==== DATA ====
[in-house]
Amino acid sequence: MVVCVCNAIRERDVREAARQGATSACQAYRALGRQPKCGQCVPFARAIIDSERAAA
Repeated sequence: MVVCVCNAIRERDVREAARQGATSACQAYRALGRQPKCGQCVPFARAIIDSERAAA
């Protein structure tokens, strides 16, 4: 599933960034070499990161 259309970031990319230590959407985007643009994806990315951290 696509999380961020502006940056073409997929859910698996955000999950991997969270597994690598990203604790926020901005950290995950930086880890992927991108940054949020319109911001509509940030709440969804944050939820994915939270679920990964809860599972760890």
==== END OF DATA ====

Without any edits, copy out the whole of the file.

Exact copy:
[in-house]
Amino acid sequence: MVVCVCNAIRERDVREAARQGATSACQAYRALGRQPKCGQCVPFARAIIDSERAAA
Repeated sequence: MVVCVCNAIRERDVREAARQGATSACQAYRALGRQPKCGQCVPFARAIIDSERAAA
């Protein structure tokens, strides 16, 4: 599933960034070499990161 259309970031990319230590959407985007643009994806990315951290 696509999380961020502006940056073409997929859910698996955000999950991997969270597994690598990203604790926020901005950290995950930086880890992927991108940054949020319109911001509509940030709440969804944050939820994915939270679920990964809860599972760890």